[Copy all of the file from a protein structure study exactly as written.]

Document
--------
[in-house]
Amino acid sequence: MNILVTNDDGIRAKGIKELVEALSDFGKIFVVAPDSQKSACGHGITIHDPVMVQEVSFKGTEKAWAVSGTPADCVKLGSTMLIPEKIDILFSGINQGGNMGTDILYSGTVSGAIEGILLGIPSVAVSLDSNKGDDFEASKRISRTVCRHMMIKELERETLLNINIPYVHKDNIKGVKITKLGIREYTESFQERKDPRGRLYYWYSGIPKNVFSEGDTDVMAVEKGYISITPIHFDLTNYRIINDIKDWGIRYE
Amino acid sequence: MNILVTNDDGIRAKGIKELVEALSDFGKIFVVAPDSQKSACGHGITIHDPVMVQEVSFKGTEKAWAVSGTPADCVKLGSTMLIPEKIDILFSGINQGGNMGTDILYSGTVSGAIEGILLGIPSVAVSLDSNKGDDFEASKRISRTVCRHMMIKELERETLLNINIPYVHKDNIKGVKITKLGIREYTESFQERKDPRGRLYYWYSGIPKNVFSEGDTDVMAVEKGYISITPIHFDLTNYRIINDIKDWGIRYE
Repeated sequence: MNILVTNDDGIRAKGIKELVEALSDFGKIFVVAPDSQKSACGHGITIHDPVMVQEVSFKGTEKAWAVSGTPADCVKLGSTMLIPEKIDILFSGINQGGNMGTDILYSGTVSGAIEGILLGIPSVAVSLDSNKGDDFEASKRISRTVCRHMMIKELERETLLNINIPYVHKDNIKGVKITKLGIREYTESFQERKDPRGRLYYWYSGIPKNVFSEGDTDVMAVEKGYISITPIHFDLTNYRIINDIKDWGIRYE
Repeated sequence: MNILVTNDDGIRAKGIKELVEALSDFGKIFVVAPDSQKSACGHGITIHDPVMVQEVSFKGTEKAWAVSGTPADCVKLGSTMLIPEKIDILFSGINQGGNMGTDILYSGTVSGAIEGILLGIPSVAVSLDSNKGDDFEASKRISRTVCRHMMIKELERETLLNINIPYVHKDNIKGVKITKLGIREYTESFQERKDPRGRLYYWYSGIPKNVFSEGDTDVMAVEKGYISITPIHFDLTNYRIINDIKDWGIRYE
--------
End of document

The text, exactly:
[in-house]
Amino acid sequence: MNILVTNDDGIRAKGIKELVEALSDFGKIFVVAPDSQKSACGHGITIHDPVMVQEVSFKGTEKAWAVSGTPADCVKLGSTMLIPEKIDILFSGINQGGNMGTDILYSGTVSGAIEGILLGIPSVAVSLDSNKGDDFEASKRISRTVCRHMMIKELERETLLNINIPYVHKDNIKGVKITKLGIREYTESFQERKDPRGRLYYWYSGIPKNVFSEGDTDVMAVEKGYISITPIHFDLTNYRIINDIKDWGIRYE
Amino acid sequence: MNILVTNDDGIRAKGIKELVEALSDFGKIFVVAPDSQKSACGHGITIHDPVMVQEVSFKGTEKAWAVSGTPADCVKLGSTMLIPEKIDILFSGINQGGNMGTDILYSGTVSGAIEGILLGIPSVAVSLDSNKGDDFEASKRISRTVCRHMMIKELERETLLNINIPYVHKDNIKGVKITKLGIREYTESFQERKDPRGRLYYWYSGIPKNVFSEGDTDVMAVEKGYISITPIHFDLTNYRIINDIKDWGIRYE
Repeated sequence: MNILVTNDDGIRAKGIKELVEALSDFGKIFVVAPDSQKSACGHGITIHDPVMVQEVSFKGTEKAWAVSGTPADCVKLGSTMLIPEKIDILFSGINQGGNMGTDILYSGTVSGAIEGILLGIPSVAVSLDSNKGDDFEASKRISRTVCRHMMIKELERETLLNINIPYVHKDNIKGVKITKLGIREYTESFQERKDPRGRLYYWYSGIPKNVFSEGDTDVMAVEKGYISITPIHFDLTNYRIINDIKDWGIRYE
Repeated sequence: MNILVTNDDGIRAKGIKELVEALSDFGKIFVVAPDSQKSACGHGITIHDPVMVQEVSFKGTEKAWAVSGTPADCVKLGSTMLIPEKIDILFSGINQGGNMGTDILYSGTVSGAIEGILLGIPSVAVSLDSNKGDDFEASKRISRTVCRHMMIKELERETLLNINIPYVHKDNIKGVKITKLGIREYTESFQERKDPRGRLYYWYSGIPKNVFSEGDTDVMAVEKGYISITPIHFDLTNYRIINDIKDWGIRYE